4 Treatment considerations

4.1 Be aware that patients having immunosuppressant treatments may have atypical presentations of COVID‑19. For example, patients taking prednisolone may not develop a fever, and those taking interleukin‑6 inhibitors may not develop a rise in C‑reactive protein.

4.2 If a patient not previously known or suspected to have COVID‑19 shows symptoms at presentation, follow UK government guidance on investigation and initial clinical management of possible cases. This includes information on testing and isolating patients.

4.3 Discuss with each patient the benefits of treatment compared with the risks of becoming infected. Think about whether any changes to their medicines are needed during the current pandemic, including:

  • dosage

  • route of administration

  • mode of delivery.

    Encourage and support shared care, by helping patients to carry out elements of their own care.

4.4 When deciding about treatments, use tables 1 and 2 in NHS England's clinical guide on the management of rheumatology patients. This includes a list of patients who are at risk of infection because of the medicines they are taking and information about risk grading.

4.5 Think about how treatment changes will be delivered and what resources are available. Be aware that some homecare drug delivery services are not accepting new referrals, in which case the department would need to organise this.

Non-steroidal anti-inflammatory drugs

4.6 Advise patients taking a non-steroidal anti-inflammatory drug for a long-term condition such as rheumatoid arthritis that it does not need to be stopped.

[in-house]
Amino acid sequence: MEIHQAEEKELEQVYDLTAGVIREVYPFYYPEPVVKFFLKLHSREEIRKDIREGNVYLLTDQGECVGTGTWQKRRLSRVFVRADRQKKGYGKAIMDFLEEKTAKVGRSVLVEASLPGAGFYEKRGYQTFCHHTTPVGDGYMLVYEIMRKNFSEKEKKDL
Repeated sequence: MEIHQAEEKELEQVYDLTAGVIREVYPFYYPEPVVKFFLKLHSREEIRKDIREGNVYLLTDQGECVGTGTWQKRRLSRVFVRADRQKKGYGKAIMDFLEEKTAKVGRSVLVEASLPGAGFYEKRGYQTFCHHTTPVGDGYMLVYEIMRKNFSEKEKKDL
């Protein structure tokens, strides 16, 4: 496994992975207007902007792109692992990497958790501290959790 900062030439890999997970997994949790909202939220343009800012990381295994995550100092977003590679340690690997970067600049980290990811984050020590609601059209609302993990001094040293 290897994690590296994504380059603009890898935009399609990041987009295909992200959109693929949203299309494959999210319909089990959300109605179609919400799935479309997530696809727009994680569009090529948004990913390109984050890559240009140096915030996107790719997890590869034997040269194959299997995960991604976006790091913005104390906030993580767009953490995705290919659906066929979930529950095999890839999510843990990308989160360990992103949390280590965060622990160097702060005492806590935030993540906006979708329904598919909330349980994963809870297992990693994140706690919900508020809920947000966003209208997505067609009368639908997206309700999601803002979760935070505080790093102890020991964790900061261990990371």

Corticosteroids

4.7 Advise patients taking prednisolone that it should not be stopped suddenly.

4.8 Only use methylprednisolone for treating major organ flares. Think about using oral corticosteroids and refer to NHS England's clinical guide on the management of patients with musculoskeletal and rheumatic conditions on corticosteroids.

Biological treatments

4.9 Assess whether patients having intravenous treatment can be switched to the same treatment in subcutaneous form. If this is not possible, discuss with the patient an alternative subcutaneous treatment. [amended 24 April 2020]

4.10 Assess whether maintenance treatment with rituximab can be reduced to 1 pulse or the duration between treatments increased.

Immunoglobulins

4.11 Assess whether the frequency of intravenous immunoglobulins can be reduced in patients attending day-care services in line with NHS England's clinical guide on the management of patients requiring immunoglobulin treatment.

Bisphosphonates and denosumab

4.12 Do not postpone treatment with denosumab.

4.13 Treatment with zoledronate can be postponed for up to 6 months.

Treatments for digital ulcer disease

4.14 Ensure that patients having intravenous prostaglandins (for example, iloprost, epoprostenol) have had the maximum dose of sildenafil. Assess whether they can be switched to bosentan.